It might seem easy to read on one level.
Of course, the events of the ongoing Ukrainian crisis are humanitarian at a very basic level. If you don’t care, means you don’t have a heart; that’s probably what newspapers ( right or left depending on where you are) and indie film makers might tell you. And it’s not that I disagree at all. It’s true- I’m typing away in the comfort of my own house, hearing the relaxed, rhythmic breathing of sleeping people who know they will wake up in the morning. And somewhere, on the other side of the world, probably in Kiev or Simferopol, is someone who doesn’t know that. They have no way of being sure, and that is pathetic, scary- it puts things into perspective; whatever word you want to use for it. Of course it is. But that’s not all. And it’s been making me feel uncomfortable ever since it started.
On a side note, it does sadden me to think that the country where Everything is Illuminated is set is now being revisited by political turmoil. I wonder if things will be big enough to put into plastic bags this time.
Politically, the Ukrainian crisis represents the resurgence of imperialist, Soviet era nationalism. The proposition of a bloc of ethnically and culturally, and of course historically Russian countries as a counter balance to the EU is evidence enough. Russia, in particular, the Putin-Medvedev partnership, is seeking to rebuild itself as a European power. It is considerably evident that the Soviet era economic and cultural power that Russia had is something it wants to recapture, perhaps in the face of the Eurozone meltdown. When Sochi won the bid to host the 2014 Winter Olympics, well let’s just say I was amused. Even more amusing of course, were the portraits of Putin in every hotel room accorded to the athletes.
I digress. By this point, Viktor Yanukovych might have expressed more of his undying love for Ukraine from a safe house in Russia. More, I say, because I’ve already watched live feed of him stating such sentiments once in the last hour.
As I was saying, politically, the Ukrainian crisis is of course a sign that Russian imperialism is reawakening. Look at Yulia Tymoshenko’s imprisonment. Look at the fact that the Russian army is controlling the Crimean airport and has raised the Russian flag in Sevastopol as I type this sentence. Another little region where being gay is against the law? That can only be reason for celebration, can’t it? Oh,and not to mention not having the right to buy lace underwear. Well done on that October Revolution, by the way.. Things have really changed.
Secondly, still from a political point of view with a slight look at human rights, the crisis in Ukraine could have been averted. The protests started out peacefully and then let loose the seventh circle of hell, complete with shooting, only because Yanukovych refused to listen. He might as well have been straightforward and declared Ukraine a dictatorship like his Belarusian counterpart Alexander Lukashenko ( who,for those of you who do not know, has been the president of Belarus since 1994). He ignored his parliament, ignored the people and ordered the armed forces and police to open fire on civilians, all from the comfort of his private sauna. There wouldn’t have been a sea of flowers laid out in Independence Square today if there had been a democratic handling of the situation.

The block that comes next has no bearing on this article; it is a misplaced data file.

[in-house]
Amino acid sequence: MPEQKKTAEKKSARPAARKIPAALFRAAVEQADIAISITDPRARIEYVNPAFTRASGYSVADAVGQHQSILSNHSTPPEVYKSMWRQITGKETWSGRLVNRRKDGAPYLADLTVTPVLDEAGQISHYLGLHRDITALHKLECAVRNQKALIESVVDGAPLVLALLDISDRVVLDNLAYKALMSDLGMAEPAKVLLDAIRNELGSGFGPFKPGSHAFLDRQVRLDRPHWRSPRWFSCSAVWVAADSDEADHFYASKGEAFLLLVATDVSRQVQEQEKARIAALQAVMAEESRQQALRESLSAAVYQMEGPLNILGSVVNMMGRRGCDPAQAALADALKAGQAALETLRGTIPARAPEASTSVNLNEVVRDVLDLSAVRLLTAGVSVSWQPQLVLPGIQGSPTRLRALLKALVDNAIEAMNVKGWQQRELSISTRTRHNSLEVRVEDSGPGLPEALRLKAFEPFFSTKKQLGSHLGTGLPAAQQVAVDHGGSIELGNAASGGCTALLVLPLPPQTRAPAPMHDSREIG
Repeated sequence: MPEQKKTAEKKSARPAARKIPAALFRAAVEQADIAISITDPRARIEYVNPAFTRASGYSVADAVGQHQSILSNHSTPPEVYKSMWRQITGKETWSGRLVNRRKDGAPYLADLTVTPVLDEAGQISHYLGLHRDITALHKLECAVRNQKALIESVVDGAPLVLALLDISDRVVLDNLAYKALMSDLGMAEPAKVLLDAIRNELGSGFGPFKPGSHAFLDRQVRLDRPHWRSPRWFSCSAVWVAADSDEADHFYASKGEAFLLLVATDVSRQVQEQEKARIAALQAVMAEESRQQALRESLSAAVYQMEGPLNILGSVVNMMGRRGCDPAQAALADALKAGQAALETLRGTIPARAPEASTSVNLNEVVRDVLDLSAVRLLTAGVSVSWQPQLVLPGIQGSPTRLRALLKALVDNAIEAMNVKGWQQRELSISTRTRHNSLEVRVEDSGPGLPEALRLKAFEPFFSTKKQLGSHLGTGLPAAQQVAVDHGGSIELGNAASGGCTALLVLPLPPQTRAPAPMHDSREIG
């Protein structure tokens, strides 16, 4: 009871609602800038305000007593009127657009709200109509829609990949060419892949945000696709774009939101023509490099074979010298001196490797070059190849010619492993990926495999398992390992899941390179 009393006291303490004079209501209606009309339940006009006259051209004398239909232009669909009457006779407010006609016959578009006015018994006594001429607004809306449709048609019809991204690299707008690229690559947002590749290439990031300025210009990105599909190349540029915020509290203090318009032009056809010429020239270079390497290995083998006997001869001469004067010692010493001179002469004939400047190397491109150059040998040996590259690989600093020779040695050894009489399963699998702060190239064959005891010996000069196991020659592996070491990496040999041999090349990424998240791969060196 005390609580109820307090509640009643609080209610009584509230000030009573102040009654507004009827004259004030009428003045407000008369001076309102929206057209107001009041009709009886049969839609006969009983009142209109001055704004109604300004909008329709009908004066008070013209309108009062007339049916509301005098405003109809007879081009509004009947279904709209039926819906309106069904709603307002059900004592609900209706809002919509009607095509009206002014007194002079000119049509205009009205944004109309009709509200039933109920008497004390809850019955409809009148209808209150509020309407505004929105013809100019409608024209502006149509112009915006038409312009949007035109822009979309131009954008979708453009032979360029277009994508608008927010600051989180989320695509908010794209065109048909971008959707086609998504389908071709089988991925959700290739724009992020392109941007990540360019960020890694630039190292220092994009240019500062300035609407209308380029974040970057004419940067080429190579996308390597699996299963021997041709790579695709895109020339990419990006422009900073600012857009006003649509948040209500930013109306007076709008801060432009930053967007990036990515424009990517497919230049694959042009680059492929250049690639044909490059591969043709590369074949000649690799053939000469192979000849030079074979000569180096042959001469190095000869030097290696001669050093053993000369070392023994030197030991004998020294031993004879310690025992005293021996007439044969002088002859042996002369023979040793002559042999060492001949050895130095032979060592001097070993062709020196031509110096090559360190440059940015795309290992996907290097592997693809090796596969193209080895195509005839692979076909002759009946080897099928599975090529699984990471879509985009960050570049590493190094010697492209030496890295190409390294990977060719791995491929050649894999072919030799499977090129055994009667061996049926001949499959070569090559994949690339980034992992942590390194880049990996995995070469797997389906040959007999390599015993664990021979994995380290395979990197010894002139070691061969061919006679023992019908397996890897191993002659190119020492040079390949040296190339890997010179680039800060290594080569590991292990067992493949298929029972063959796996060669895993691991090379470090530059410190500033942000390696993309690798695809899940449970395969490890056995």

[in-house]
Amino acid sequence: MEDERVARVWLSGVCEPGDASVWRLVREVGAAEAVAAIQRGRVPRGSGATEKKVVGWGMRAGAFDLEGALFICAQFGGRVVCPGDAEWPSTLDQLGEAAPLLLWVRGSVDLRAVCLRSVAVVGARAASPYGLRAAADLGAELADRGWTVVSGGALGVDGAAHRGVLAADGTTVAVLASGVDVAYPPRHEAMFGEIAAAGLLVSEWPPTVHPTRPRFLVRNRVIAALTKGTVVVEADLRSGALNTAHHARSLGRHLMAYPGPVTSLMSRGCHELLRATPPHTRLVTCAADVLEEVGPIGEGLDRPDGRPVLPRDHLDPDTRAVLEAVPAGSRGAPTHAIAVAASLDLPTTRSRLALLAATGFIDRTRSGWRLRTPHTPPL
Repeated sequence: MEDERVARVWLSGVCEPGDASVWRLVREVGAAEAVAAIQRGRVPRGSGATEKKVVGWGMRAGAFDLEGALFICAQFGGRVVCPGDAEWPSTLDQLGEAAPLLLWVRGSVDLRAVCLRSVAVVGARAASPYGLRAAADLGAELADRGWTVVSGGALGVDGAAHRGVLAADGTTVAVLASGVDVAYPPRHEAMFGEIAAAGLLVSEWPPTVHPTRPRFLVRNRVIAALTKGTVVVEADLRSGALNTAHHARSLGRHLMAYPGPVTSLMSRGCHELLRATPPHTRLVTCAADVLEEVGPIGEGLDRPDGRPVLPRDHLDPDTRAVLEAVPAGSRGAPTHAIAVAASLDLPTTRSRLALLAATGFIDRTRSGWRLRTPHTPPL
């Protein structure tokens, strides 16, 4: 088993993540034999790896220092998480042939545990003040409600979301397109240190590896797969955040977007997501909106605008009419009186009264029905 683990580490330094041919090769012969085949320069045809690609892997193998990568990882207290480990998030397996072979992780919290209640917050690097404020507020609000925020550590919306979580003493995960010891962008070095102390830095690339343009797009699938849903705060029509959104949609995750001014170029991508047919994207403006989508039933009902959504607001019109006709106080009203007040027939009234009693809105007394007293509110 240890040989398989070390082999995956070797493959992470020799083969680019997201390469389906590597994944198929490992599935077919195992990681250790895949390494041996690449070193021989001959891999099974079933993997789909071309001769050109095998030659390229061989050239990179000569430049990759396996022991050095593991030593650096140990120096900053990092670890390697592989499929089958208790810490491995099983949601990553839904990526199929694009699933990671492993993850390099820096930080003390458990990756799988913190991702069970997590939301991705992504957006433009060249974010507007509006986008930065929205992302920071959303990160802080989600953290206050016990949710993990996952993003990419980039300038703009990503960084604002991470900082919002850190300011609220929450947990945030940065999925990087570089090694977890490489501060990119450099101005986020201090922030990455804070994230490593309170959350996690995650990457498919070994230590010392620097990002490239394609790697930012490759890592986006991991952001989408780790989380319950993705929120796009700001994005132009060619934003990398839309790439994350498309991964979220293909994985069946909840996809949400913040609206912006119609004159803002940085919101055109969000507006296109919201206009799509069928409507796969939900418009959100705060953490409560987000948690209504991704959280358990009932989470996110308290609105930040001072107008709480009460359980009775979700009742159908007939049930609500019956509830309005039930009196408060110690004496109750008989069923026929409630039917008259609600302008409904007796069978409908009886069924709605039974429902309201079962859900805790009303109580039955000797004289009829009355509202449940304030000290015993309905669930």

People might have been skateboarding or walking hand in hand, enjoying a few sparse rays of the sun if Yanukovych had listened. If he hadn’t been so pro-Russia. Or if his parliament had tried harder.
Etymologically – and this is what I’m rather interested in, is why the interim government in Ukraine( consisting mainly of protesters and activists loyal to Tymoshenko) have been repeatedly referred to as ‘fascists’ by pro- Russians in Crimea and by Yannukovych himself. Countless reports have repeatedly mentioned this term, and I’m concerned it is an attempt to reignite revolutionary feelings against a certain now defunct government that was responsible for the erection and maintenance of Gulags. Sly, but deliberate.
Linguistically, Crimea is Russian dominated, but citing that as a reason for it to belong to Russia would be like pointing to the mutual intelligibility between Ukrainian and Russian as reasons for the political dissolution of the former. ( Interestingly, if countries with higher levels of mutually intelligible languages were to form political alliances, Ukraine would go with Belarus or Poland, not Russia).
And of course, from the point of view of civil liberties, it is just plain unsettling that a democracy could dissolve into a dictatorship in the span of one day. That voicing your opinion doesn’t even really work any more. That dictatorship is still acceptable- whether in Ukraine or Russia. That nobody is implicating Putin in all of this.
It just keeps coming back to me- again and again.
When did words become not enough?
It definitely won’t make a difference that I hope it doesn’t happen, but I really do hope that by morning, Russia would not have claimed Crimea.
Peaceful sleep should be a basic human right.
All images courtesy of Google.